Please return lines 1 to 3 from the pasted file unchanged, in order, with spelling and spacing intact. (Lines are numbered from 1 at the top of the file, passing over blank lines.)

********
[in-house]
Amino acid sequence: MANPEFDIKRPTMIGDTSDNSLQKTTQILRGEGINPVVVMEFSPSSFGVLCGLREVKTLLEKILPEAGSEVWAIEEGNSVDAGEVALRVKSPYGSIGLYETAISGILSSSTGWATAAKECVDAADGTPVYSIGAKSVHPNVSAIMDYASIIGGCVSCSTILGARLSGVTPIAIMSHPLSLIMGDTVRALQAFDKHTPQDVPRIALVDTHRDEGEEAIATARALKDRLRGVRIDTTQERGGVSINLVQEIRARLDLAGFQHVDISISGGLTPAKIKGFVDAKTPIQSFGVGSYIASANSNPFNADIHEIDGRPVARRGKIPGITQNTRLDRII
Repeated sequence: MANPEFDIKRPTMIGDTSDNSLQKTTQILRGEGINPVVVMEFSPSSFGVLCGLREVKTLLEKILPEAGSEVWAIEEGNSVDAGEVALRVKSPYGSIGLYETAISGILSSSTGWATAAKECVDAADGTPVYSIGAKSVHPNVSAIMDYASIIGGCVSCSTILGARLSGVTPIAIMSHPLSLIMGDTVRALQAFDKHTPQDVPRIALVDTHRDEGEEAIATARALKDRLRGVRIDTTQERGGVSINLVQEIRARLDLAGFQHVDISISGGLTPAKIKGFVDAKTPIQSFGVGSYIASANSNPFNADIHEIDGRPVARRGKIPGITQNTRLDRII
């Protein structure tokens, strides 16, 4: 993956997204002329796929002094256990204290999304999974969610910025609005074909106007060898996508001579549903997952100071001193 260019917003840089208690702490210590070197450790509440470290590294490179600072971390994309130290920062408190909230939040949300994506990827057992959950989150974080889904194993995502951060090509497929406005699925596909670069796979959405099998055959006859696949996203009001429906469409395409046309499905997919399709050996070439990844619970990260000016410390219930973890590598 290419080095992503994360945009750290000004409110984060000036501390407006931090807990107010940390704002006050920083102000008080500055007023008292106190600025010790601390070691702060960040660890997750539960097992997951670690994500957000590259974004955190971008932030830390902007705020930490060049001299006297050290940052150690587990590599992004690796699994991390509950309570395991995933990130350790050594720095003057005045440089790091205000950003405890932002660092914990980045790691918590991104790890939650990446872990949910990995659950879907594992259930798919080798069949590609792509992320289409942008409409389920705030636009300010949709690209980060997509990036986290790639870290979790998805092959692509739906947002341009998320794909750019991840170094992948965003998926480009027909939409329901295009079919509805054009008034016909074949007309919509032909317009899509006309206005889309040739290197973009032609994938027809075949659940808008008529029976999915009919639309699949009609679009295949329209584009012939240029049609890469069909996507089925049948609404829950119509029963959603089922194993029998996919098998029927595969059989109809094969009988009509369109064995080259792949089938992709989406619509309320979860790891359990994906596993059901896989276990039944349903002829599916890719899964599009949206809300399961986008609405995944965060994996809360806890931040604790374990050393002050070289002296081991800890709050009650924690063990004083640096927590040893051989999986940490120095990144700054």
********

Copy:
[in-house]
Amino acid sequence: MANPEFDIKRPTMIGDTSDNSLQKTTQILRGEGINPVVVMEFSPSSFGVLCGLREVKTLLEKILPEAGSEVWAIEEGNSVDAGEVALRVKSPYGSIGLYETAISGILSSSTGWATAAKECVDAADGTPVYSIGAKSVHPNVSAIMDYASIIGGCVSCSTILGARLSGVTPIAIMSHPLSLIMGDTVRALQAFDKHTPQDVPRIALVDTHRDEGEEAIATARALKDRLRGVRIDTTQERGGVSINLVQEIRARLDLAGFQHVDISISGGLTPAKIKGFVDAKTPIQSFGVGSYIASANSNPFNADIHEIDGRPVARRGKIPGITQNTRLDRII
Repeated sequence: MANPEFDIKRPTMIGDTSDNSLQKTTQILRGEGINPVVVMEFSPSSFGVLCGLREVKTLLEKILPEAGSEVWAIEEGNSVDAGEVALRVKSPYGSIGLYETAISGILSSSTGWATAAKECVDAADGTPVYSIGAKSVHPNVSAIMDYASIIGGCVSCSTILGARLSGVTPIAIMSHPLSLIMGDTVRALQAFDKHTPQDVPRIALVDTHRDEGEEAIATARALKDRLRGVRIDTTQERGGVSINLVQEIRARLDLAGFQHVDISISGGLTPAKIKGFVDAKTPIQSFGVGSYIASANSNPFNADIHEIDGRPVARRGKIPGITQNTRLDRII